Drug cocktails for cancer, heart disease and other conditions may reach the U.S. market sooner under new guidelines that let companies seek approval for a combination of two or more medicines at the same time.
The path will be reserved for serious illnesses where a combination therapy is needed to overcome resistance or weak response to only one medicine, according to draft guidelines the Food and Drug Administration released today. Previously, the merit of each compound had to be first proven on its own.
Roche Holding AG, Novartis AG and Sanofi-Aventis SA are developing a new generation of medicines that work in tandem to suppress cancer similar to how drug cocktails have fought AIDS since the 1990s. A streamlined FDA review may shave five years off development and improve treatment, Ira Mellman, head of cancer research at Roche’s Genentech unit, estimated this year.
“We expect increasing use of combinations,” Janet Woodcock, director of the FDA’s Center for Drug Evaluation and Research, said today at the Partnering for Cures meeting in New York. “This isn’t just true of cancer. It’s going to be true of many serious diseases.”
Scientists are focusing more on specific genes that diseases target and identifying compounds that alter these molecular pathways. Combining targeted therapies may make it more difficult for diseases to evolve and resist treatment.
Combinations in Development
Roche, based in Basel, Switzerland, has a combination that began safety tests in patients this year. New York-based Pfizer Inc., Merck & Co. and AstraZeneca Plc are studying combinations. Novartis, also of Basel, and London-based GlaxoSmithKline Plc started two studies this year combining an experimental drug from each company. Sanofi, of Paris, has licensed molecules that may work together to fight cancer.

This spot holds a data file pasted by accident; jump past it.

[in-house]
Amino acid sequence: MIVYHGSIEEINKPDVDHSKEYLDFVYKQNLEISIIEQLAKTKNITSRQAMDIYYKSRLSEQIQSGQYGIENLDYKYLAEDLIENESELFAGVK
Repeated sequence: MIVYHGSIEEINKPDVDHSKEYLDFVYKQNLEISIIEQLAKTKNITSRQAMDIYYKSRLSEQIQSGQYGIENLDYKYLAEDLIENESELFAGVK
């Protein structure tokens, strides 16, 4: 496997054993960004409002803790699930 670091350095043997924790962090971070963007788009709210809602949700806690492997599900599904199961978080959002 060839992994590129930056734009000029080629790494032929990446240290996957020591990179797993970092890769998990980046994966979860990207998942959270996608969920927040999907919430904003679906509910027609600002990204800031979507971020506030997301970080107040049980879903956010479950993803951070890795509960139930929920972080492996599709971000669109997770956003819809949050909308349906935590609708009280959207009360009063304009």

Patient groups urged the FDA to help speed development of these products, Woodcock said. The draft guidelines lay out what types of studies would support approval. The agency will accept public comments until Feb. 14, and a final version may be released within six months, Woodcock said.
While the guidelines may speed development of a combination owned by one company or an existing partnership between companies, they won’t eliminate challenges that often prevent drugmakers from working together or with academic researchers, according to Michael Caligiuri, director of Ohio State University’s Comprehensive Cancer Center in Columbus.
“Generally speaking when you’re co-developing agents, it involves two companies and the biggest hurdle is the legal one, not the scientific one,” Caligiuri said today in a telephone interview. “That is very often a showstopper.”
Woodcock said that the agency “can open the door with guidance but” companies developing drugs “have to want to do this.”
Partnering for Cures is sponsored by the Milken Institute’s FasterCures nonprofit research organization in Washington.
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